This solution also works for users who are on the ZClassic Swing wallet experiencing the error "A general unexpected critical error has occurred: error: Couldn't connect to server, see the console output for more detailed error information!."
Eleos Wallet Troubleshooting section
ZClassic Electrum Wallet
  1. Create a new standard wallet and restore the 2FA wallet using your "seed" codes. DO NOT password protect this wallet.
  2. Disable the 2FA feature when presented with the option.
  3. Navigate to C:/Users/YOUR-NAME/AppData/Roaming/Electrum-zcl/wallets. Open the new standard wallet file with Notepad.
  4. You will need to gather the 2 private keys and one public key. To find this easily, press “CTRL+F” and search for “xprv”. Copy the 2 “xprv” values as well as the last “xpub” value. You will need these in a later step.
  5. Create a new “Multi-signature wallet”. Select “From 3 co-signers” on the first slider. Select “Require 2 signatures” on the second slider.
  6. To add the first co-signer, click “Use public or private keys”. Enter the first xprv key in this box.
  7. Add the second co-signer via a private key also.
  8. Add the third co-signer with the public key. Complete the set-up.
  9. Your wallet funds now have the ability to be sent from the multi-signature wallet.
For Users who were already using the Electrum wallet beforehand, you can go to file > new/restore wallet > next > import zclassic private keys and input the private key you obtained from the walletaid tool, and it should import the wallet into the electrum wallet. Then from there, go to file > backup wallet and export a copy of the wallet.dat file onto an offline USB.
Reminder: Backup and delete the private keys file from your desktop pc/hard drive, move it into an offline USB for safekeeping. Do not leave it on an online device.
Donate to me if you found the guide useful! Your donations 100% voluntary but they are greatly appreciated and keep us going!
ZCL: t1fkxCWJs3f2oXznGwZuEgftJ2SCjYZ8VjZ
BTC: 14Xmfm9jf4h1h4RXZBQCFK6i4LWibqWVPu
LTC: LhAERgWcjbbXQbGqjhy4owALGhwfpj1aw2
ETH: 0xe723305337926e1fcb5dd0495e6648569a252c13
BCH: 1JXqLHqjYH8bew38AXwEt9dmKvsdYwLtvr
LINKS
(You can join the discord rooms where there are channels for users looking for help)
submitted by BestServerNA to ZClassic [link] [comments]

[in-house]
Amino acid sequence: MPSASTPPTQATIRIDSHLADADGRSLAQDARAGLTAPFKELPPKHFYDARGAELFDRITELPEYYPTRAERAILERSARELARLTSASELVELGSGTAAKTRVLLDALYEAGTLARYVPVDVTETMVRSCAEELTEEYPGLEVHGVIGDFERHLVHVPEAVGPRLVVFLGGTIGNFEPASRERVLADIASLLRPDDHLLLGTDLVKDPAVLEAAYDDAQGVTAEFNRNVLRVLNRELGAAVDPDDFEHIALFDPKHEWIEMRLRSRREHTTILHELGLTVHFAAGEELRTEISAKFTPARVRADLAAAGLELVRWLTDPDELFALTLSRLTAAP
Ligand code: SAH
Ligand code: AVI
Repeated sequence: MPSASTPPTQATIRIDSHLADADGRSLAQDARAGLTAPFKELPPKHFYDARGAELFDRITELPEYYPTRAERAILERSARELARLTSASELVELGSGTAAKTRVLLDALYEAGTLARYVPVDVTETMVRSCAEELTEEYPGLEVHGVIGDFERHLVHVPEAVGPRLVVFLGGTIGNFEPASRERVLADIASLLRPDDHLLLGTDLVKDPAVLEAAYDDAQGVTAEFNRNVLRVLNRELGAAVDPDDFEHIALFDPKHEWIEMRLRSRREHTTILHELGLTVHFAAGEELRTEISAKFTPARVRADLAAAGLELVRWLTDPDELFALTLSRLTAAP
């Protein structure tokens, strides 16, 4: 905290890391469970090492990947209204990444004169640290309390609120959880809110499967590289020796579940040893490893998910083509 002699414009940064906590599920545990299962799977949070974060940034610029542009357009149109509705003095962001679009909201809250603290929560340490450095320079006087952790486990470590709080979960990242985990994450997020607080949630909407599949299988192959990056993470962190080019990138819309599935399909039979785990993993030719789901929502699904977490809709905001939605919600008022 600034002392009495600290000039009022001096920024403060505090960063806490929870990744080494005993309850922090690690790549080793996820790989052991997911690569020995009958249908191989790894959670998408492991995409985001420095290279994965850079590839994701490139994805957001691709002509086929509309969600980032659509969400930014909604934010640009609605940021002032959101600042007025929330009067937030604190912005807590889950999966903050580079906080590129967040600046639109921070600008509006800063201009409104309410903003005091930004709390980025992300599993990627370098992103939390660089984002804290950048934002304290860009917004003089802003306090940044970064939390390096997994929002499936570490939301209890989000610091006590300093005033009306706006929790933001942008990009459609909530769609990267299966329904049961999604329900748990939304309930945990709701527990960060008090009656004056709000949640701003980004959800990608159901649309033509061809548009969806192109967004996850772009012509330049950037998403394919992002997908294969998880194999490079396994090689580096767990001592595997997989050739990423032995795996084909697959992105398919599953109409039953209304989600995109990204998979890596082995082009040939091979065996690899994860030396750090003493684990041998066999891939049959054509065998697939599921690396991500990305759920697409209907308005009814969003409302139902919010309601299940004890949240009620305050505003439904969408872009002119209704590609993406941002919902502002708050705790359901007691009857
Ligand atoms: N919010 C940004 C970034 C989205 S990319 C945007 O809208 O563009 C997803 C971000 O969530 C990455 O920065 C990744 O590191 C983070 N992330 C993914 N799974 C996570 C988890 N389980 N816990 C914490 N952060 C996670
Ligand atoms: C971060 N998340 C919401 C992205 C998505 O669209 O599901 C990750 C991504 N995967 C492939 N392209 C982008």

[PSA] Dogecoin Wallet version 1.4 released. You must update.

WARNING: DO NOT send your wallet.dat file or dogecoin folder to anyone. There have been reports of people offering to help others by asking them to send their files to them so they can help. DO NOT do this. Scam attempt picture
Always encrypt your wallet! I can't express this enough. You should use a strong password longer than 15 characters. This password should contain numbers, symbols, and some capitalization! There is no need to have your wallet open 24 hours a day. Open it only when you need it. See - 'Getting Started' on the side bar.
This entire post has been written to be as close to ELI5 (Explain it like I'm 5) as possible - By request! If anyone wants to add/fix/correct anything in this message, please send a message to the mods <<-- Click blue text.
All blue text in this post can be clicked on. The blue text is a link to a picture, site or download file.
A very important message/reminder below.
25 Jan 1.5 pre-releases have started.
http://www.reddit.com/dogecoin/comments/1uhpwf/dogecoin_for_mac_14_topic_thread/
OLD VERSIONS The 1.4 update for the dogecoin wallet has been released. This update addresses the block chain error that occurred. This update is mandatory meaning you have to do this update. Also further down the page you can read up about the block chain. You MUST make sure you're on the correct block chain and the old block chain has been removed.
For a Windows computer the version must be 1.4. - 1.4.1 just released! See below
For a Apple Mac Computer the version must be 1.4
Download links:
[Windows Download Link](https://github.com/dogecoin/dogecoin/releases/download/1.4/dogecoin-qt-v14-Win.zip) <<--Click to start download
Windows Download Link 1.4.1 UPDATED 19JAN
Mac Download Link <<--Click to start download
Mac users can join this thread if there are any problems
Android (phone): Please see This post
To update, simply download the new version from the download link above. Open the downloaded file and extract the contents of the downloaded file into any new folder or location on your computer. If you put the files into a folder you can name the folder anything you want but make sure you remember that this is the latest version of the software.
You don't have to remove your folder containing the old version of the wallet. You can place it in a folder called 'Old versions of dogecoin wallet' if you like.
Now you can click on the Dogecoin icon contained in the new folder to open your version 1.4 wallet.
What happens if I get an error when I open the new wallet?
An error was reported called "11DbException"
If this happens Download this file and place it in the same folder as your updated wallet. Open the file you just downloaded called "Dogecoin OPEN' and wait. This might take 2 or 3 minutes.
Also jtlarousse has found a solution that worked on Windows. Please follow carefully and make backups before starting.